There's definitely a little bit of fear now. It's a good thing, it's healthy. I think the way the market pulled back late last week definitely caught people's attention, because it was a little bit scary. We had one day where the Dow was down 300 points. And it happens on a Friday. Then everyone has all weekend to think about it. So that gets their attention.
But if you back up and look at the chart over a long time, this is just another dip in a long series. You can't have green every day. It's not healthy. And it's just another in a long series of dips, I think. I think the bull market is still intact.
HAI: A lot of people, three or four years ago, were saying all the central bank monetary operations were going to cause inflation or even hyperinflation. A lot of those same people now are talking about deflation. Time to buy the commodities again?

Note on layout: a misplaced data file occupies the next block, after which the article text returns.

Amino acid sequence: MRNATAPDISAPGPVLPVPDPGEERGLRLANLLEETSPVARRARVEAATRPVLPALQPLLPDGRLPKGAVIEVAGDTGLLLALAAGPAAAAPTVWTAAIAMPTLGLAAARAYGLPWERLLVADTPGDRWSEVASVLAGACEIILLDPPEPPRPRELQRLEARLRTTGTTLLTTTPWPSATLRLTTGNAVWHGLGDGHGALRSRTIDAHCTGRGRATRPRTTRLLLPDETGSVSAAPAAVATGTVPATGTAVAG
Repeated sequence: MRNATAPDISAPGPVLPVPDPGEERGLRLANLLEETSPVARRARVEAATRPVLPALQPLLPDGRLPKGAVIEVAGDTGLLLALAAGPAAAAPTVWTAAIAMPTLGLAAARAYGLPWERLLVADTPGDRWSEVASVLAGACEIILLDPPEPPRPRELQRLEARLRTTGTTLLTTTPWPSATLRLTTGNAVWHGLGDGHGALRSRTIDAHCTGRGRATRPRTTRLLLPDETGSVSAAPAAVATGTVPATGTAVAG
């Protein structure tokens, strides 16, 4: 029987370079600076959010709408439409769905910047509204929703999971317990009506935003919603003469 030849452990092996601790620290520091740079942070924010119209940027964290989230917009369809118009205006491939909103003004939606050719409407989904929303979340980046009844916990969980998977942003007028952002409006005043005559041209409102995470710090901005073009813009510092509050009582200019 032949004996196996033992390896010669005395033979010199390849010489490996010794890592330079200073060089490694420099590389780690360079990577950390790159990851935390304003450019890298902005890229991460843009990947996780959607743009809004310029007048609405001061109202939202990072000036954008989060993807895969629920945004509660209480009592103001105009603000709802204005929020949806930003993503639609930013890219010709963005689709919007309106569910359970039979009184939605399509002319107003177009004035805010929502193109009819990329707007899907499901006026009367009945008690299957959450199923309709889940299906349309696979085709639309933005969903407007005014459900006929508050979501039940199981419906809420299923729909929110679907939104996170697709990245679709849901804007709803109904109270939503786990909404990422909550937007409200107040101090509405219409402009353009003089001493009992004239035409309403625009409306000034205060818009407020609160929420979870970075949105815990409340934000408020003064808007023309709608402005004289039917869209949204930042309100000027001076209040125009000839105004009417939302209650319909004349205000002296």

Ed Ponsi: It's so funny. Tapering of QE3 isn't really going to have a big effect on the Dollar, one way or another. Because if you look at the chart, go back to the beginning, there's no evidence that quantitative easing caused the Dollar to weaken. So why would unwinding that policy cause it to strengthen? Everyone is parroting the same thing over and over again: The Fed's going to taper; therefore, the Dollar's going to get stronger. But look at the chart. It tells me that the US Dollar index is pretty much where it was when this whole thing started. And if the Dollar is getting stronger right now, it's probably more due to those emerging market factors, and a little bit of fear there, than having anything to do with quantitative easing and tapering.